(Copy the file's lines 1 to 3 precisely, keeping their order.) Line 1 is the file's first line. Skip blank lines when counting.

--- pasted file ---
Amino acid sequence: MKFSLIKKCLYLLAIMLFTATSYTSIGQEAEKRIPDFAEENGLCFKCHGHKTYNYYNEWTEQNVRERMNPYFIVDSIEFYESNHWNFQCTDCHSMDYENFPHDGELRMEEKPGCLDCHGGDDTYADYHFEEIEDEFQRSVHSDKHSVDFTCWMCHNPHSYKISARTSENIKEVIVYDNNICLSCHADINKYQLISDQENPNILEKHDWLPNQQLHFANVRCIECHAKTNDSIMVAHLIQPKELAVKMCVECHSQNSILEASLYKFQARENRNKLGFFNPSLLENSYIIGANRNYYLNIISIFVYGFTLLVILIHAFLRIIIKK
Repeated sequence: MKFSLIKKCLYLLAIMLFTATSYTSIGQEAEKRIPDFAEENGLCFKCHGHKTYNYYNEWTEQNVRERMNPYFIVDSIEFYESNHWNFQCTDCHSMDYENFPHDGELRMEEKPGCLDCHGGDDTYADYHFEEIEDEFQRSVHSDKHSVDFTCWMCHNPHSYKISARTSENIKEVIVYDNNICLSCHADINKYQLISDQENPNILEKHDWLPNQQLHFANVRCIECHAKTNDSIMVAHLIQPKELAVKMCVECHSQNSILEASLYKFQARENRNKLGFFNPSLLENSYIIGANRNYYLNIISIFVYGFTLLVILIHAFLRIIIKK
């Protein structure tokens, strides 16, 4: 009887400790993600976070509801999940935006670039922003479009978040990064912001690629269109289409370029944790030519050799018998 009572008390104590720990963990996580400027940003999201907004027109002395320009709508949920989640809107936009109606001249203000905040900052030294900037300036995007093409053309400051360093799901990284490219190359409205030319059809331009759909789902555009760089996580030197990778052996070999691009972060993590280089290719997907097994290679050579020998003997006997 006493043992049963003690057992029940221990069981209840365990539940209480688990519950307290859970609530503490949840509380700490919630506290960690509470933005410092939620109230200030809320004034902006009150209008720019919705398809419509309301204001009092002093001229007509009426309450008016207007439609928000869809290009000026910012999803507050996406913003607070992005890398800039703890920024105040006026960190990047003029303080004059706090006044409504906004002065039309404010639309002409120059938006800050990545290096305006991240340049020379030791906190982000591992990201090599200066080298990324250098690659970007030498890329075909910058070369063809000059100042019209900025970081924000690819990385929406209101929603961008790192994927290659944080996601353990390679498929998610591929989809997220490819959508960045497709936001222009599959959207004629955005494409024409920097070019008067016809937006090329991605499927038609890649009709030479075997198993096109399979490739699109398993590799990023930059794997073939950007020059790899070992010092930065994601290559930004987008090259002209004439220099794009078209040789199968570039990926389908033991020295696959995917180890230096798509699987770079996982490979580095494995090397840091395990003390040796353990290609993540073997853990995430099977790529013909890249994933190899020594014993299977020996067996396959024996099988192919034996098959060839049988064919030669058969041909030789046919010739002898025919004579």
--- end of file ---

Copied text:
Amino acid sequence: MKFSLIKKCLYLLAIMLFTATSYTSIGQEAEKRIPDFAEENGLCFKCHGHKTYNYYNEWTEQNVRERMNPYFIVDSIEFYESNHWNFQCTDCHSMDYENFPHDGELRMEEKPGCLDCHGGDDTYADYHFEEIEDEFQRSVHSDKHSVDFTCWMCHNPHSYKISARTSENIKEVIVYDNNICLSCHADINKYQLISDQENPNILEKHDWLPNQQLHFANVRCIECHAKTNDSIMVAHLIQPKELAVKMCVECHSQNSILEASLYKFQARENRNKLGFFNPSLLENSYIIGANRNYYLNIISIFVYGFTLLVILIHAFLRIIIKK
Repeated sequence: MKFSLIKKCLYLLAIMLFTATSYTSIGQEAEKRIPDFAEENGLCFKCHGHKTYNYYNEWTEQNVRERMNPYFIVDSIEFYESNHWNFQCTDCHSMDYENFPHDGELRMEEKPGCLDCHGGDDTYADYHFEEIEDEFQRSVHSDKHSVDFTCWMCHNPHSYKISARTSENIKEVIVYDNNICLSCHADINKYQLISDQENPNILEKHDWLPNQQLHFANVRCIECHAKTNDSIMVAHLIQPKELAVKMCVECHSQNSILEASLYKFQARENRNKLGFFNPSLLENSYIIGANRNYYLNIISIFVYGFTLLVILIHAFLRIIIKK
């Protein structure tokens, strides 16, 4: 009887400790993600976070509801999940935006670039922003479009978040990064912001690629269109289409370029944790030519050799018998 009572008390104590720990963990996580400027940003999201907004027109002395320009709508949920989640809107936009109606001249203000905040900052030294900037300036995007093409053309400051360093799901990284490219190359409205030319059809331009759909789902555009760089996580030197990778052996070999691009972060993590280089290719997907097994290679050579020998003997006997 006493043992049963003690057992029940221990069981209840365990539940209480688990519950307290859970609530503490949840509380700490919630506290960690509470933005410092939620109230200030809320004034902006009150209008720019919705398809419509309301204001009092002093001229007509009426309450008016207007439609928000869809290009000026910012999803507050996406913003607070992005890398800039703890920024105040006026960190990047003029303080004059706090006044409504906004002065039309404010639309002409120059938006800050990545290096305006991240340049020379030791906190982000591992990201090599200066080298990324250098690659970007030498890329075909910058070369063809000059100042019209900025970081924000690819990385929406209101929603961008790192994927290659944080996601353990390679498929998610591929989809997220490819959508960045497709936001222009599959959207004629955005494409024409920097070019008067016809937006090329991605499927038609890649009709030479075997198993096109399979490739699109398993590799990023930059794997073939950007020059790899070992010092930065994601290559930004987008090259002209004439220099794009078209040789199968570039990926389908033991020295696959995917180890230096798509699987770079996982490979580095494995090397840091395990003390040796353990290609993540073997853990995430099977790529013909890249994933190899020594014993299977020996067996396959024996099988192919034996098959060839049988064919030669058969041909030789046919010739002898025919004579």